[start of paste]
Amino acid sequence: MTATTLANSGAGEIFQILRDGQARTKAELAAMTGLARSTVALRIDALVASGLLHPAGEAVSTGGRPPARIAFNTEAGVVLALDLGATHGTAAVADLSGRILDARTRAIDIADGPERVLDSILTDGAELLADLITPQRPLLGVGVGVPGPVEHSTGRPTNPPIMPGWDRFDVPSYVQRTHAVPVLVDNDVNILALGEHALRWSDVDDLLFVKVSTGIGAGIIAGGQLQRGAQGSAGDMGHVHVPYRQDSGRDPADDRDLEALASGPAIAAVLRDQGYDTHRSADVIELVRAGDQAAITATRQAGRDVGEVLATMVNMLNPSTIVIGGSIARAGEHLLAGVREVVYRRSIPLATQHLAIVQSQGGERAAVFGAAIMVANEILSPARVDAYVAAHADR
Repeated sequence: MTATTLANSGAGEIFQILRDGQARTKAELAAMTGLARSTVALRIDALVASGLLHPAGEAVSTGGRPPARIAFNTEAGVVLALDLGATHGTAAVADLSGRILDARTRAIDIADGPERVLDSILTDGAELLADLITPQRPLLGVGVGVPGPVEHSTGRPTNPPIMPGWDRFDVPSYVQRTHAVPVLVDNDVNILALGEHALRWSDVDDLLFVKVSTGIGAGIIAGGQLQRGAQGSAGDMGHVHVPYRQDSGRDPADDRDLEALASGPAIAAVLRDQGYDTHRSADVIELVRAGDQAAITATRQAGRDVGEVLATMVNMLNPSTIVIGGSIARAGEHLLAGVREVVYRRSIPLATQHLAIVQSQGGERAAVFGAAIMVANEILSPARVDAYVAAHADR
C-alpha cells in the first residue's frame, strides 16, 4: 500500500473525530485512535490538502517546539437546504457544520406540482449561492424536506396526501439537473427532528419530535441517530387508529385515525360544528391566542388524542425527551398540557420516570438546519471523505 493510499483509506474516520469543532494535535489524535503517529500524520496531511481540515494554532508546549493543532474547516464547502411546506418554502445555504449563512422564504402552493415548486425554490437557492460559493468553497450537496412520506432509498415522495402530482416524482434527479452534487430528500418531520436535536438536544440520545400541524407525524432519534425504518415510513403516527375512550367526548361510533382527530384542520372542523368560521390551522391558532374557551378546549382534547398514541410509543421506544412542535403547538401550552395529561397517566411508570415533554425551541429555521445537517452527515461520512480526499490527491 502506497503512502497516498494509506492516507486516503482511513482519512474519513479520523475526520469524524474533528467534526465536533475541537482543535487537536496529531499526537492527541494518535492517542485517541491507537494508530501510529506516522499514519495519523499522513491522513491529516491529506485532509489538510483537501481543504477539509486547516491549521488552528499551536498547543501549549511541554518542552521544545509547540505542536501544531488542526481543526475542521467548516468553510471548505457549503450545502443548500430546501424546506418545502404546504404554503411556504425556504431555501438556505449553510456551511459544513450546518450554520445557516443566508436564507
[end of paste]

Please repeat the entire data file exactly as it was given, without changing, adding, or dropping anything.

Amino acid sequence: MTATTLANSGAGEIFQILRDGQARTKAELAAMTGLARSTVALRIDALVASGLLHPAGEAVSTGGRPPARIAFNTEAGVVLALDLGATHGTAAVADLSGRILDARTRAIDIADGPERVLDSILTDGAELLADLITPQRPLLGVGVGVPGPVEHSTGRPTNPPIMPGWDRFDVPSYVQRTHAVPVLVDNDVNILALGEHALRWSDVDDLLFVKVSTGIGAGIIAGGQLQRGAQGSAGDMGHVHVPYRQDSGRDPADDRDLEALASGPAIAAVLRDQGYDTHRSADVIELVRAGDQAAITATRQAGRDVGEVLATMVNMLNPSTIVIGGSIARAGEHLLAGVREVVYRRSIPLATQHLAIVQSQGGERAAVFGAAIMVANEILSPARVDAYVAAHADR
Repeated sequence: MTATTLANSGAGEIFQILRDGQARTKAELAAMTGLARSTVALRIDALVASGLLHPAGEAVSTGGRPPARIAFNTEAGVVLALDLGATHGTAAVADLSGRILDARTRAIDIADGPERVLDSILTDGAELLADLITPQRPLLGVGVGVPGPVEHSTGRPTNPPIMPGWDRFDVPSYVQRTHAVPVLVDNDVNILALGEHALRWSDVDDLLFVKVSTGIGAGIIAGGQLQRGAQGSAGDMGHVHVPYRQDSGRDPADDRDLEALASGPAIAAVLRDQGYDTHRSADVIELVRAGDQAAITATRQAGRDVGEVLATMVNMLNPSTIVIGGSIARAGEHLLAGVREVVYRRSIPLATQHLAIVQSQGGERAAVFGAAIMVANEILSPARVDAYVAAHADR
C-alpha cells in the first residue's frame, strides 16, 4: 500500500473525530485512535490538502517546539437546504457544520406540482449561492424536506396526501439537473427532528419530535441517530387508529385515525360544528391566542388524542425527551398540557420516570438546519471523505 493510499483509506474516520469543532494535535489524535503517529500524520496531511481540515494554532508546549493543532474547516464547502411546506418554502445555504449563512422564504402552493415548486425554490437557492460559493468553497450537496412520506432509498415522495402530482416524482434527479452534487430528500418531520436535536438536544440520545400541524407525524432519534425504518415510513403516527375512550367526548361510533382527530384542520372542523368560521390551522391558532374557551378546549382534547398514541410509543421506544412542535403547538401550552395529561397517566411508570415533554425551541429555521445537517452527515461520512480526499490527491 502506497503512502497516498494509506492516507486516503482511513482519512474519513479520523475526520469524524474533528467534526465536533475541537482543535487537536496529531499526537492527541494518535492517542485517541491507537494508530501510529506516522499514519495519523499522513491522513491529516491529506485532509489538510483537501481543504477539509486547516491549521488552528499551536498547543501549549511541554518542552521544545509547540505542536501544531488542526481543526475542521467548516468553510471548505457549503450545502443548500430546501424546506418545502404546504404554503411556504425556504431555501438556505449553510456551511459544513450546518450554520445557516443566508436564507